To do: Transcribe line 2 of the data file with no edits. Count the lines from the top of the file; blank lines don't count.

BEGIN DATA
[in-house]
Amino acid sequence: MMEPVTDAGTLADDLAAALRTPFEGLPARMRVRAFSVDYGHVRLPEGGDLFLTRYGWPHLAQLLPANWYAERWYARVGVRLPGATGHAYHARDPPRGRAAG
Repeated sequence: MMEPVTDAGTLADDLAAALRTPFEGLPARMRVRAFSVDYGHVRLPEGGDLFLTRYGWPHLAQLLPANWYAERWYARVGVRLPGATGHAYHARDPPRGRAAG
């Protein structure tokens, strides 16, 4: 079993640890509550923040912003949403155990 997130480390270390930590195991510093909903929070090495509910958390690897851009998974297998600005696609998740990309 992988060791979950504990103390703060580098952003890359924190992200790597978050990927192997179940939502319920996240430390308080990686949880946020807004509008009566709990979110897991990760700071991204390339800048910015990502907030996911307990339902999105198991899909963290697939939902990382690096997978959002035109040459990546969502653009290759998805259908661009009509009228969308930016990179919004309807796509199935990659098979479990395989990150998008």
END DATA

Amino acid sequence: MMEPVTDAGTLADDLAAALRTPFEGLPARMRVRAFSVDYGHVRLPEGGDLFLTRYGWPHLAQLLPANWYAERWYARVGVRLPGATGHAYHARDPPRGRAAG